For years I used a beloved Canon AE-1 as the main film workhorse camera. It had carried me through my first photography class, and through many adventures and plenty rolls of film. Unfortunately something dreadful happened, as with any old cameras age and wear the seals slowly fall apart and the shutter timers sometimes do not always sync up as they should. It is normal wear and tear and with any camera, requires routine maintained to make sure that everything is in impeccable shape. However, by the time the AE-1 began to show its age, it was set aside for other film SLR cameras, leaving it a non-priority for repair. While it was sitting off to the side, I wondered about what sort of shots could be achieved with a broken camera. And more importantly, could this camera have potential to still be something fun to experiment with in her current state?
Each and every camera has a set of seals around the outer layer of the camera to prevent light from leaking onto the film, keeping the film in its light-free box with only the shutter’s opening allowing light to strike the film for a brief moment. The shutter itself needs to be quick, and timed appropriately to ensure that it opens and closes quickly to prevent a picture from being over/under exposed in different spots. It also must be timed correctly to make sure that the film is exposed at the exact time displayed on the dials giving you the correct exposure time on your light meter. Without these two essentials in complete working order, interesting results can come about.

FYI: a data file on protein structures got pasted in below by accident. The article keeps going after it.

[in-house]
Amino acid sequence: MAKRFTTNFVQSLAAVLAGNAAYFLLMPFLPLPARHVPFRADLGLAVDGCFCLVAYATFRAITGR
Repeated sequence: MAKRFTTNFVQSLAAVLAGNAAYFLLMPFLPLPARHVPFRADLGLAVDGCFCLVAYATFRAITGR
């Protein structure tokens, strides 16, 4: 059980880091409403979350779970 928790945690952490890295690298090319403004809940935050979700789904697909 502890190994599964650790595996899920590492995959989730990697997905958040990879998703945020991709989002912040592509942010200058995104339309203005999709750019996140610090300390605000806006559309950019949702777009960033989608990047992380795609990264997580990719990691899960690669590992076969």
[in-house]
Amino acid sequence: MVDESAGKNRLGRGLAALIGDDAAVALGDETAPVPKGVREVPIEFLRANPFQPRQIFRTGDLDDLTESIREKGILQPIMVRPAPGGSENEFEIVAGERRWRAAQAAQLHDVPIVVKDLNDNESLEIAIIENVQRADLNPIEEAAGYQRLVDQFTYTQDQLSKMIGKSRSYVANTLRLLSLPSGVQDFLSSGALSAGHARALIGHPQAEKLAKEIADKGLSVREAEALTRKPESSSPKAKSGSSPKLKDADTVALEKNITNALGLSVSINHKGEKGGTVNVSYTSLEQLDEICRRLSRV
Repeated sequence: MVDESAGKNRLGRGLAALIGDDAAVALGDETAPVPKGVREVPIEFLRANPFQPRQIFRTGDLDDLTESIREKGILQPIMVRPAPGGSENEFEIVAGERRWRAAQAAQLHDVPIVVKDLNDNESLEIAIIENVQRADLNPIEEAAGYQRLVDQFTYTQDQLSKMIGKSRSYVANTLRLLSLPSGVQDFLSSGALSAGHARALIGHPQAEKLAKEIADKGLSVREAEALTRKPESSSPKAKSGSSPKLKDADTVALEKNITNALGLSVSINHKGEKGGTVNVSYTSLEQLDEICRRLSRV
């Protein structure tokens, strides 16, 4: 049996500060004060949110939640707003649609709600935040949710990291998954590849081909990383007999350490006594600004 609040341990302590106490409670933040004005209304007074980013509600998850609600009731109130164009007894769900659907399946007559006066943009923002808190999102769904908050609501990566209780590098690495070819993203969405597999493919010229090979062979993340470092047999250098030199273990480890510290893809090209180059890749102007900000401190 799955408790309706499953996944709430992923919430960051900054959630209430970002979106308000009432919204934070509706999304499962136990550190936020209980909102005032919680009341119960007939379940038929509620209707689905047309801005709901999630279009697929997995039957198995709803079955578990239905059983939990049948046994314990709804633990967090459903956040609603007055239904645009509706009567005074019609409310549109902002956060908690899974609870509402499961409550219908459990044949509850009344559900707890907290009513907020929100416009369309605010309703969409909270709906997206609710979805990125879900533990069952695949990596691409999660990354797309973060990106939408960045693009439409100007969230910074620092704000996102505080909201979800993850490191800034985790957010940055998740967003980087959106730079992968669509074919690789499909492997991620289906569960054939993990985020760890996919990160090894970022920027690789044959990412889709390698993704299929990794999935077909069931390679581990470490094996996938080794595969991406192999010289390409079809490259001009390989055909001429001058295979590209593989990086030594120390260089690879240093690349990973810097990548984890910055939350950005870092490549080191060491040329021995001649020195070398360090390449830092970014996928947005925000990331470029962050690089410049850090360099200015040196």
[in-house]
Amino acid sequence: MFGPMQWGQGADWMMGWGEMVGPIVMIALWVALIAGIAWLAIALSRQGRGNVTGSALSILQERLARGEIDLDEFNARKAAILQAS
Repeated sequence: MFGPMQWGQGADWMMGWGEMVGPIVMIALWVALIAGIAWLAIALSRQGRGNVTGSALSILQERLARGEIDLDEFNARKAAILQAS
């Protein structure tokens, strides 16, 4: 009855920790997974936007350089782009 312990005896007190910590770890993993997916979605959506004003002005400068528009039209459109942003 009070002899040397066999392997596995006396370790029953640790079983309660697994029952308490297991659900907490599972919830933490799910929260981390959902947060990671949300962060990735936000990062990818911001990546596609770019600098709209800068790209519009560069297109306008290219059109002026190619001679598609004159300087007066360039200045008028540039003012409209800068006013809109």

With one roll of color Fujifilm run through it, the camera produced some interesting results--all unpredictable and ever changing. The most prominent feature of a light leak is a color shift and over exposure happening on images with strong light coming in the direction of the leaking light on the camera itself. As observed in Image 1, we see a color shit in the upper right corner which is also over-exposed from a rotted seal on that section of the camera. I found, however, that the light leak only really presented itself in cases of very bright light sources in a dimly light area. Accessories such as flashes helped extenuate it, but it would not always appear in the daylight, as demonstrated in Image 2 and Image 5.
Much like the light leak issue, the camera's shutter did not always lag or hang on every shot, rather it would only appear on certain shutter speed settings making it very unpredictable unless well documented. Shutter hang and lag are characterized by an identifiable line cutting across the image where the shutter hangs for a moment leaving the exposure across the image inconsistently.
As shown in Image 3, the shutter is misplaced on two sides of the image, on both the very left and right of the picture. Hanging on the right, the image is overexposed on the corner creating a solid line of overexposure. Combining this problem with the light leak, we have images like Image 4 where both issues are present creating an interesting effect in an abstract image. And to make things interesting, sometimes images such as Image 5, do not suffer from any issues whatsoever, being exposed as desired from the camera
The real pleasure to this is this idea that some of these images come across as very old and dated, and in some ways give an expired film look. Creating negatives that look warn and perhaps were taken on equipment that had been beaten and worn. While the camera is not something I would use for documenting precious memories or for professional shots, it remains as a fun tool to experiment with. For everything that can go wrong with a camera, there are often things that can be done to bend the image into something that is workable or at least has appeal. From dismounting lenses and using them freely in front of a camera, or playing with light leaks for a certain aesthetic, photography has been and always will be a medium that thrives on experimentation.